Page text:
The great achievement, if one can call it that, of the Soviet state in the agricultural sector was to take a social and economic terrain singularly unfavorable to appropriation and control and to create institutional forms and production units far better adapted to monitoring, managing, appropriating, and controlling from above…..t Confronting a tumultuous, footloose and “headless” (acephalous) rural society which was hard to control and which had few political assets, the Bolsheviks, like the scientific foresters, set about redesigning their environment with a few simple goals in mind. They created, in place of what they had inherited, a new landscape of large, hierarchical, state-managed farms whose cropping patterns and procurement quotas were centrally mandated and whose population was, by law, immobile. The system thus devised served for nearly sixty years as a mechanism for procurement and control at a massive cost in stagnation, waste, demoralization, and ecological failure.. t
agri surplus et al
The Soviet state collectivization program amounted to a reimposition of serfdom. From the peasant perspective, during the previous Civil War, “the fledgling Bolshevik state, arriving as it often did in the form of military plunder, must have been experienced… as a reconquest of the countryside by the state—as a brand of colonization that threatened their newly won autonomy.” But after the brief lull of the New Economic Policy, the peasants experienced reconquest and plunder in earnest. The peasants commonly compared the new collective farm regime to serfdom, with the obligation to work the kolkhoz’s fields at nominal wages under the orders of a state manager as a revived form of barschina (feudal labor dues). Like their enserfed great-grandparents, the peasants were required to perform annual draft labor repairing roads. Kolkhoz officials, like the old landlords, used peasant labor for their own private purposes, and had the power—in fact if not in law—“to insult, beat, or deport” peasants for disobedience. The internal passport system effectively made it illegal, as under serfdom, for the peasant to flee the countryside. . t Naturally, the peasants saw their work for the kolkhoz—like their labor obligations to the old landlord—as something to be done as perfunctorily as possible so they could get back to working their own kitchen gardens.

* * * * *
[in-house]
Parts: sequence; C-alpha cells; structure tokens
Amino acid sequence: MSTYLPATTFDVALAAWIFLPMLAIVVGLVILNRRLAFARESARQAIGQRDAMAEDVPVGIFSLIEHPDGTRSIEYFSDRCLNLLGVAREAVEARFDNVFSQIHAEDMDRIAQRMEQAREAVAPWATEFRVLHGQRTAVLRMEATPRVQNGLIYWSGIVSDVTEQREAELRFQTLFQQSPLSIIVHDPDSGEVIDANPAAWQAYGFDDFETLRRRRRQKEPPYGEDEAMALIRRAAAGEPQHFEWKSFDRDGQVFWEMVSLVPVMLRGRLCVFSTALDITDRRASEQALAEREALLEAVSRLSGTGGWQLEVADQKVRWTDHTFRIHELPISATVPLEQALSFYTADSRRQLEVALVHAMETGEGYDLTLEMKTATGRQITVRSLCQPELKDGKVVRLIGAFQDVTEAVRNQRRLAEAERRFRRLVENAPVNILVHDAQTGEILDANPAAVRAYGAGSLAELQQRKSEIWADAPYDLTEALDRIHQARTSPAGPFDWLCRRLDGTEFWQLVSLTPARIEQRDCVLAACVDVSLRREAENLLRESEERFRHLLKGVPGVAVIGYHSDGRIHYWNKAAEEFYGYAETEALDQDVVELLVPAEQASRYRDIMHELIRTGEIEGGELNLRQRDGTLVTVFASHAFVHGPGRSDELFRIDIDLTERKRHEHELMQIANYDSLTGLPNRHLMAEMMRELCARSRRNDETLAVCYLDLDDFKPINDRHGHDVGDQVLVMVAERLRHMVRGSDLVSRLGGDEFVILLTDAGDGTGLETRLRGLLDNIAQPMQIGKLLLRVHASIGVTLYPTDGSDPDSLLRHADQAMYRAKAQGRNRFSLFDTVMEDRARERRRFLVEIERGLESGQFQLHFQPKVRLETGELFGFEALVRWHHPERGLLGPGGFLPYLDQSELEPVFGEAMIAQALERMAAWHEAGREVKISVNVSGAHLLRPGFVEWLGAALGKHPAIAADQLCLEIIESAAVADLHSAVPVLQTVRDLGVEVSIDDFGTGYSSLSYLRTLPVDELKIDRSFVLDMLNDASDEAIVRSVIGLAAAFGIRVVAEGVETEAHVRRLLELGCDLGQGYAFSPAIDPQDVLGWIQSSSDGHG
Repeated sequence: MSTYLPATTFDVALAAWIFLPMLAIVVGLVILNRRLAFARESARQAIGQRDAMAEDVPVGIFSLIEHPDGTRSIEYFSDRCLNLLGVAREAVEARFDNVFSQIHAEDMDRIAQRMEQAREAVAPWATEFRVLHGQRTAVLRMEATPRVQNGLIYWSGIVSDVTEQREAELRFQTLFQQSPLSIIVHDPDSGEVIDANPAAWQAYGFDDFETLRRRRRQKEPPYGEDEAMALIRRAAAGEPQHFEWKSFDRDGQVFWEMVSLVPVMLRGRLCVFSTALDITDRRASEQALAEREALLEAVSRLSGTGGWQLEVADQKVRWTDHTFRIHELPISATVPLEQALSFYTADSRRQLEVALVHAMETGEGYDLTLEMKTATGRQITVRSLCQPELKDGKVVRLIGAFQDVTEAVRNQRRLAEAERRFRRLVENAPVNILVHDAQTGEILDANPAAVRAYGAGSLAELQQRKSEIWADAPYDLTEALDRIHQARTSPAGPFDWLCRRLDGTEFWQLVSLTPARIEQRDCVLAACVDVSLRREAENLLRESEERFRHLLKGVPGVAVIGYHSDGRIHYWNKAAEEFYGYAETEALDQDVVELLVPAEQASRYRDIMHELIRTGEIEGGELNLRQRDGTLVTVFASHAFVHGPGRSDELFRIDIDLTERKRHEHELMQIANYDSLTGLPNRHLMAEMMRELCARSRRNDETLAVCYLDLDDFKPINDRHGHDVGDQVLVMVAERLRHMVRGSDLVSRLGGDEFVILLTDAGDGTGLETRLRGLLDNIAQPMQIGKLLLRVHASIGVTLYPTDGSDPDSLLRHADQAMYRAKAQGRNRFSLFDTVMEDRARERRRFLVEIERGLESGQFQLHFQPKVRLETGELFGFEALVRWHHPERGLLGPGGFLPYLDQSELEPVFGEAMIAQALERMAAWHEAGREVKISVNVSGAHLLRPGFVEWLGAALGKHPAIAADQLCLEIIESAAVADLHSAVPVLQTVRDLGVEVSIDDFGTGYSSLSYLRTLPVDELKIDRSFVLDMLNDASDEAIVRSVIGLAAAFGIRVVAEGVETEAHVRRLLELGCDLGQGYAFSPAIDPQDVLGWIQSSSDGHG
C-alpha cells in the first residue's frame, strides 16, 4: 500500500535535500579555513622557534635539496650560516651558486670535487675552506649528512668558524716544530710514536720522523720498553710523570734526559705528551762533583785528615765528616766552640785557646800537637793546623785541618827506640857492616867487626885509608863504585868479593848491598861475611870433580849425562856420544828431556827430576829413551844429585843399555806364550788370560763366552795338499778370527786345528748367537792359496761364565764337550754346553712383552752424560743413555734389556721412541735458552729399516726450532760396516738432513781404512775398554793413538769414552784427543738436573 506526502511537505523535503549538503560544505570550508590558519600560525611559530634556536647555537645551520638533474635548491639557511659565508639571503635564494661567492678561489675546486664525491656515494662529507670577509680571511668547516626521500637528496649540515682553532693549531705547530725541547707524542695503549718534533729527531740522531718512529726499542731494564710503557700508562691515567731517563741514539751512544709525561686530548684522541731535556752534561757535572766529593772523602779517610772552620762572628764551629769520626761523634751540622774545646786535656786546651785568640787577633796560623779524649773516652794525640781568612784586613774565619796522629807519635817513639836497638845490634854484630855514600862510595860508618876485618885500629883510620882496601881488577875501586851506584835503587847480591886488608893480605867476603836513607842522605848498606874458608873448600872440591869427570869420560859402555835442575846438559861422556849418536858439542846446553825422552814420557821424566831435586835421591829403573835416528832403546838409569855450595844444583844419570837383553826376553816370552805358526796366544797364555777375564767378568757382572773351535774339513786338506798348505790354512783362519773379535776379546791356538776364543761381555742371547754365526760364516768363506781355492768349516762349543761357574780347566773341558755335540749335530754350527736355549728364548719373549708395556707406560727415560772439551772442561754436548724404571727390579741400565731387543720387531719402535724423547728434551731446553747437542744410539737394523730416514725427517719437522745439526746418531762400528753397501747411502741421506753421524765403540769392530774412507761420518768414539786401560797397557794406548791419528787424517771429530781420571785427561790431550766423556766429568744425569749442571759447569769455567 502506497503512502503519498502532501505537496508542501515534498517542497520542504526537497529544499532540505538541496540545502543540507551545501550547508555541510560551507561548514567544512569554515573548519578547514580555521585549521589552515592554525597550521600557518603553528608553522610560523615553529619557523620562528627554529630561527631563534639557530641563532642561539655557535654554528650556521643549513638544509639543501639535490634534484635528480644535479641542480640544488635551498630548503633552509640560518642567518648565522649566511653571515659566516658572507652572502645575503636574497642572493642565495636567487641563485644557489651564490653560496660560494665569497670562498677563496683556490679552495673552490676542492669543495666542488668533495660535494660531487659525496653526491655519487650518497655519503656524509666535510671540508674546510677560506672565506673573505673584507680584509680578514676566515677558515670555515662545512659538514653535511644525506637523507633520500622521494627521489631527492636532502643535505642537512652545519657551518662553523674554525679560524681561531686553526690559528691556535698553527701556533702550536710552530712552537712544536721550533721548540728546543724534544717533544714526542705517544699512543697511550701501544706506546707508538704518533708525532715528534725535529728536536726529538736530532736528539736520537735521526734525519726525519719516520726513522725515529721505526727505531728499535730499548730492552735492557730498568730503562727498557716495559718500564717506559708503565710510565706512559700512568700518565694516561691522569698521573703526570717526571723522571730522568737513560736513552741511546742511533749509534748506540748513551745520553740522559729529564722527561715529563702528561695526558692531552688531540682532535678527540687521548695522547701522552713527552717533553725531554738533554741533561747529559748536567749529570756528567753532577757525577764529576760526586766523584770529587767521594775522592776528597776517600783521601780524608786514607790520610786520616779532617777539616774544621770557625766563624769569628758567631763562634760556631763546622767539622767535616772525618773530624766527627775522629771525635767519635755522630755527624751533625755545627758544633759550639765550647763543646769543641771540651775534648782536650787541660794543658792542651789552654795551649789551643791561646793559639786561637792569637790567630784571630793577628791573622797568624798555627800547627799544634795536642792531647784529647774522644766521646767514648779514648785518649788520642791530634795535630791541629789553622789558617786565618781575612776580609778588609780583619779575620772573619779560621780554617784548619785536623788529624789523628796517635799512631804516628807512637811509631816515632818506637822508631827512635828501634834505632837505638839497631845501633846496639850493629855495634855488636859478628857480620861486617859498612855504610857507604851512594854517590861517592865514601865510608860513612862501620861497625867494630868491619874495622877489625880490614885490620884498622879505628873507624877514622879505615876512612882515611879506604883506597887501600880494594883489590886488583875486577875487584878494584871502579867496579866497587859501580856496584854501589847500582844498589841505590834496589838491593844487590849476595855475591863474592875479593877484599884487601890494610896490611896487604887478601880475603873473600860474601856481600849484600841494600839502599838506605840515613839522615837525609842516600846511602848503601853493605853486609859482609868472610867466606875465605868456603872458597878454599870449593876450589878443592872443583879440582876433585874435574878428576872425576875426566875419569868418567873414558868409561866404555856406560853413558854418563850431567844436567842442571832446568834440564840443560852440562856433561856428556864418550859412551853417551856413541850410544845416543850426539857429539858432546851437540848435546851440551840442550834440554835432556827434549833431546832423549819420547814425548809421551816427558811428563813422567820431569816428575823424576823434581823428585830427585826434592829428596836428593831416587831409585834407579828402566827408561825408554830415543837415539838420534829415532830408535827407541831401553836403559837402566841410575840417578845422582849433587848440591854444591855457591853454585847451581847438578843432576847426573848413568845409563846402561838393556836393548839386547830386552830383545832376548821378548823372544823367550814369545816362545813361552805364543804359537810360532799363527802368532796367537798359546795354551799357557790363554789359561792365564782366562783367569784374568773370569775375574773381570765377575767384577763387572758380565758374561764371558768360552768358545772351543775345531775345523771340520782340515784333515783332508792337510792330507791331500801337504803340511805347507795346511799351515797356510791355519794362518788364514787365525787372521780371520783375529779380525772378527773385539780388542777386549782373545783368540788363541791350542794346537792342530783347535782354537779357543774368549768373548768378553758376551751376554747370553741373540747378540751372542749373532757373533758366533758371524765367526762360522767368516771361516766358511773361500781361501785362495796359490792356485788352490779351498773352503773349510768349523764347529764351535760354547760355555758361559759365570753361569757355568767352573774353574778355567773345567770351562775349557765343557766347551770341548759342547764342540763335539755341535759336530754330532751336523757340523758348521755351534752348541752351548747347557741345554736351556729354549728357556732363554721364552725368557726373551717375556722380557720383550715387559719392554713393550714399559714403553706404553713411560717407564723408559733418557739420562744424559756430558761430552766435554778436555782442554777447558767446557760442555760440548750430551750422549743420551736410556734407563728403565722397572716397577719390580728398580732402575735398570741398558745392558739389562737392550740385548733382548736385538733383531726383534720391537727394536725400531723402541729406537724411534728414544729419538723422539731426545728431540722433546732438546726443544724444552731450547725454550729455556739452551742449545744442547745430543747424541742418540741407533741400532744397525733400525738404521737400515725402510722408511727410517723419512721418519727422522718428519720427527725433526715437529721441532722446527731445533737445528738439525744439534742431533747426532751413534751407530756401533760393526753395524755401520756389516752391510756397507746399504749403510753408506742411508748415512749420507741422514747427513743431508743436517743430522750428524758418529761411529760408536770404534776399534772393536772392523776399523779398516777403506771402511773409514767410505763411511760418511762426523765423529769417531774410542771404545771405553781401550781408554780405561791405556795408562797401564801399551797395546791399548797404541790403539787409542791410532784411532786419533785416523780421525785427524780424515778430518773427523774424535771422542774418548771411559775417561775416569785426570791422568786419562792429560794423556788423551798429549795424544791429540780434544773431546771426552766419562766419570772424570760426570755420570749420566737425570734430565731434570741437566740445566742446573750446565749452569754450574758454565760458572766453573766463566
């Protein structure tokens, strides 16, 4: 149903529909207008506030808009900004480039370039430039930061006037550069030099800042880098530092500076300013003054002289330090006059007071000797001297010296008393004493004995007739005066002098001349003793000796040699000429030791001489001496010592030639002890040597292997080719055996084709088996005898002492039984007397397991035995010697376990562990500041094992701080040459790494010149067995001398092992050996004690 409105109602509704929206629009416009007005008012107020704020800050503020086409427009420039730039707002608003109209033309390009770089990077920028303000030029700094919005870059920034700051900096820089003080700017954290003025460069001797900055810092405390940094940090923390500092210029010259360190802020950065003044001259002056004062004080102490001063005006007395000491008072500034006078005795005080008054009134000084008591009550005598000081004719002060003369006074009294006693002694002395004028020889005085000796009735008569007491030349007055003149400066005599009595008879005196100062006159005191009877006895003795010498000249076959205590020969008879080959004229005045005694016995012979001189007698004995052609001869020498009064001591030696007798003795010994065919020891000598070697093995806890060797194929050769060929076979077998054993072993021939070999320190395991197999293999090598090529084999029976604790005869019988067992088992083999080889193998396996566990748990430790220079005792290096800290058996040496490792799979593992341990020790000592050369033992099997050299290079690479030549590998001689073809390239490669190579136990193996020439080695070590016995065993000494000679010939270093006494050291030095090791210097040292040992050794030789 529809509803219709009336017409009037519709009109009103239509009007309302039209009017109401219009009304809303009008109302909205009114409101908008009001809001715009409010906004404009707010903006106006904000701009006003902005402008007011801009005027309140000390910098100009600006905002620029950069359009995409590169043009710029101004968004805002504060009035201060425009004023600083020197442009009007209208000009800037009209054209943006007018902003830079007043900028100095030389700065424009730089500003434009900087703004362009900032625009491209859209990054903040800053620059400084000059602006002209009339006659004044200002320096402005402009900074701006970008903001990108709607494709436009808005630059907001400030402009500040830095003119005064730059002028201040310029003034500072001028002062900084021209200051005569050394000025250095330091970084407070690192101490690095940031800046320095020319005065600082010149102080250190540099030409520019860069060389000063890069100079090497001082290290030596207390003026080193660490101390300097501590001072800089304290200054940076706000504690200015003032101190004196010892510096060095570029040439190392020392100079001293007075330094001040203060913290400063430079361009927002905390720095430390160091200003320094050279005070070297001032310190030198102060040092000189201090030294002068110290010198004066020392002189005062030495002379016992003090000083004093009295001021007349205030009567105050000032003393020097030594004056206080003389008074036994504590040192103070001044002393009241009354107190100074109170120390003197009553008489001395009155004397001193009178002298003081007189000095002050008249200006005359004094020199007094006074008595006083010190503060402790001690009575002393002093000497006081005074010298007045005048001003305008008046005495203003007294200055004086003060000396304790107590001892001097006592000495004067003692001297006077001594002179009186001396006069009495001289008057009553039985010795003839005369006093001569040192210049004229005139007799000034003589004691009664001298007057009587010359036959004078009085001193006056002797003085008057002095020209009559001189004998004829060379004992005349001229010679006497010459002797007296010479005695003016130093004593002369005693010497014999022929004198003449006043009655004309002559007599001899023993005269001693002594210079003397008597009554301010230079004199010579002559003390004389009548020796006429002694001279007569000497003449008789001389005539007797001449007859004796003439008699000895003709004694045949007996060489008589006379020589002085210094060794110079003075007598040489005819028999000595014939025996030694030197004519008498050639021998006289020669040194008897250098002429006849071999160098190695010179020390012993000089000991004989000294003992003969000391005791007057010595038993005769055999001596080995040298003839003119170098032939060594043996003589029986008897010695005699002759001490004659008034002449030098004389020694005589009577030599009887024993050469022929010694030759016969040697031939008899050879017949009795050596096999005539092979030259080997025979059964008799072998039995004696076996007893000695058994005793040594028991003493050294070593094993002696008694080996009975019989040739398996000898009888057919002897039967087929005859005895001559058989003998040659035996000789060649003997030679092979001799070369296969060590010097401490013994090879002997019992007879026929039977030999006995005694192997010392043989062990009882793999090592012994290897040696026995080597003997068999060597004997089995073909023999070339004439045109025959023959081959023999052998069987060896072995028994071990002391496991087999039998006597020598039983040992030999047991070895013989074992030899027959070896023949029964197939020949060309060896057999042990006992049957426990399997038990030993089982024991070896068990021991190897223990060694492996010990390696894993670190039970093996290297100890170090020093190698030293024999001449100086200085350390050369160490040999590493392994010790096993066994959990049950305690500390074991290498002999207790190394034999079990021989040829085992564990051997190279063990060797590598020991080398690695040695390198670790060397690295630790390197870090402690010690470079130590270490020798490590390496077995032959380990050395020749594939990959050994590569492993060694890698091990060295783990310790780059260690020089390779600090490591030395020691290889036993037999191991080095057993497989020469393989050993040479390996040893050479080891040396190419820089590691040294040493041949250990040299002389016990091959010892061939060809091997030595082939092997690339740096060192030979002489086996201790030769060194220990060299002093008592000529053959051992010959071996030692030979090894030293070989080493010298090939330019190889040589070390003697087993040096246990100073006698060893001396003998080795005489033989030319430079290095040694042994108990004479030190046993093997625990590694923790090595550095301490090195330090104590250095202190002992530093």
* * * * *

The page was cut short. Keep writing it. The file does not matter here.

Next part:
In sum, Scott writes, “collectivization was at least as notable for what it destroyed as for what it built.